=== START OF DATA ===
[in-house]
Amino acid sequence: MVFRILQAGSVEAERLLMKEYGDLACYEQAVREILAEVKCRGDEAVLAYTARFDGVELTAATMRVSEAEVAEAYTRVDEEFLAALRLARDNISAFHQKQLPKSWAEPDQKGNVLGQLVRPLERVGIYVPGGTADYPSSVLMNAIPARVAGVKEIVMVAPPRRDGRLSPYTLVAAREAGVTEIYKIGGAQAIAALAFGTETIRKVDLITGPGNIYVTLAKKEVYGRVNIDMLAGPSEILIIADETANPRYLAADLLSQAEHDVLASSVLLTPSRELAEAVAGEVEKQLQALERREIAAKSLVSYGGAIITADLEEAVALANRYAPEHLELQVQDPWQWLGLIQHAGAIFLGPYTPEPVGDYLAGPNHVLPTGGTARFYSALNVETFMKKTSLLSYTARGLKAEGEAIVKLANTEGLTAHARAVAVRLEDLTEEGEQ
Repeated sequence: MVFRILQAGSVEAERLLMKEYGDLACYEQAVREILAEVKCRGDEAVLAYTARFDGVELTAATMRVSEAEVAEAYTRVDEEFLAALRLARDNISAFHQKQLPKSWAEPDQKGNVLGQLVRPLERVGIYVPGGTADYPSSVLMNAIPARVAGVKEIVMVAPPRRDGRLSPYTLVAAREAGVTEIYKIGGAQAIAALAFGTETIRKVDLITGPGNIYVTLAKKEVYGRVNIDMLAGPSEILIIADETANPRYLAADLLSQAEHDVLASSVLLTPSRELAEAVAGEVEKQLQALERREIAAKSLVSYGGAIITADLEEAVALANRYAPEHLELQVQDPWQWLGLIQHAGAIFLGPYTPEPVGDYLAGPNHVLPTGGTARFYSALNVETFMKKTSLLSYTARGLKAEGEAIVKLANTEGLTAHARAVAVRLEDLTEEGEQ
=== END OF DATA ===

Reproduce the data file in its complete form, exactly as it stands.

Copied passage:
[in-house]
Amino acid sequence: MVFRILQAGSVEAERLLMKEYGDLACYEQAVREILAEVKCRGDEAVLAYTARFDGVELTAATMRVSEAEVAEAYTRVDEEFLAALRLARDNISAFHQKQLPKSWAEPDQKGNVLGQLVRPLERVGIYVPGGTADYPSSVLMNAIPARVAGVKEIVMVAPPRRDGRLSPYTLVAAREAGVTEIYKIGGAQAIAALAFGTETIRKVDLITGPGNIYVTLAKKEVYGRVNIDMLAGPSEILIIADETANPRYLAADLLSQAEHDVLASSVLLTPSRELAEAVAGEVEKQLQALERREIAAKSLVSYGGAIITADLEEAVALANRYAPEHLELQVQDPWQWLGLIQHAGAIFLGPYTPEPVGDYLAGPNHVLPTGGTARFYSALNVETFMKKTSLLSYTARGLKAEGEAIVKLANTEGLTAHARAVAVRLEDLTEEGEQ
Repeated sequence: MVFRILQAGSVEAERLLMKEYGDLACYEQAVREILAEVKCRGDEAVLAYTARFDGVELTAATMRVSEAEVAEAYTRVDEEFLAALRLARDNISAFHQKQLPKSWAEPDQKGNVLGQLVRPLERVGIYVPGGTADYPSSVLMNAIPARVAGVKEIVMVAPPRRDGRLSPYTLVAAREAGVTEIYKIGGAQAIAALAFGTETIRKVDLITGPGNIYVTLAKKEVYGRVNIDMLAGPSEILIIADETANPRYLAADLLSQAEHDVLASSVLLTPSRELAEAVAGEVEKQLQALERREIAAKSLVSYGGAIITADLEEAVALANRYAPEHLELQVQDPWQWLGLIQHAGAIFLGPYTPEPVGDYLAGPNHVLPTGGTARFYSALNVETFMKKTSLLSYTARGLKAEGEAIVKLANTEGLTAHARAVAVRLEDLTEEGEQ